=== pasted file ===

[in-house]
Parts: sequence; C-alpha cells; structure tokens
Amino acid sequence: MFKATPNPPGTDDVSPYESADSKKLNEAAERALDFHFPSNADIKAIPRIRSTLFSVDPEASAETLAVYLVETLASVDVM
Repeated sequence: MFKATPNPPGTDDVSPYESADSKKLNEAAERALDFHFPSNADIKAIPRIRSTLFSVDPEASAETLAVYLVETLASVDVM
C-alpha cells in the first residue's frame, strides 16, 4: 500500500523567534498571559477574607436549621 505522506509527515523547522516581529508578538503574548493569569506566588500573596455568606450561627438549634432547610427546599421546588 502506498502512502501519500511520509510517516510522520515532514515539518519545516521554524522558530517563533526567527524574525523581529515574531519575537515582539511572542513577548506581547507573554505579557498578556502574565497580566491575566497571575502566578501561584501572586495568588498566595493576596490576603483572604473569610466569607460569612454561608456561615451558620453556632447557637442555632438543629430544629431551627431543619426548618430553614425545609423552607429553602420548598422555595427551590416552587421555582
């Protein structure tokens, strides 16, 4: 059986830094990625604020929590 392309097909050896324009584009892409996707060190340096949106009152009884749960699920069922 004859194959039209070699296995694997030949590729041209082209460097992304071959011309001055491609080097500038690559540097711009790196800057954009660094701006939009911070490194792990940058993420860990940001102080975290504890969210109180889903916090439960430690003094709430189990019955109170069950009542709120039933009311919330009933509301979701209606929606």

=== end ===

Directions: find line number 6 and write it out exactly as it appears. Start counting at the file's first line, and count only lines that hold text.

């Protein structure tokens, strides 16, 4: 059986830094990625604020929590 392309097909050896324009584009892409996707060190340096949106009152009884749960699920069922 004859194959039209070699296995694997030949590729041209082209460097992304071959011309001055491609080097500038690559540097711009790196800057954009660094701006939009911070490194792990940058993420860990940001102080975290504890969210109180889903916090439960430690003094709430189990019955109170069950009542709120039933009311919330009933509301979701209606929606």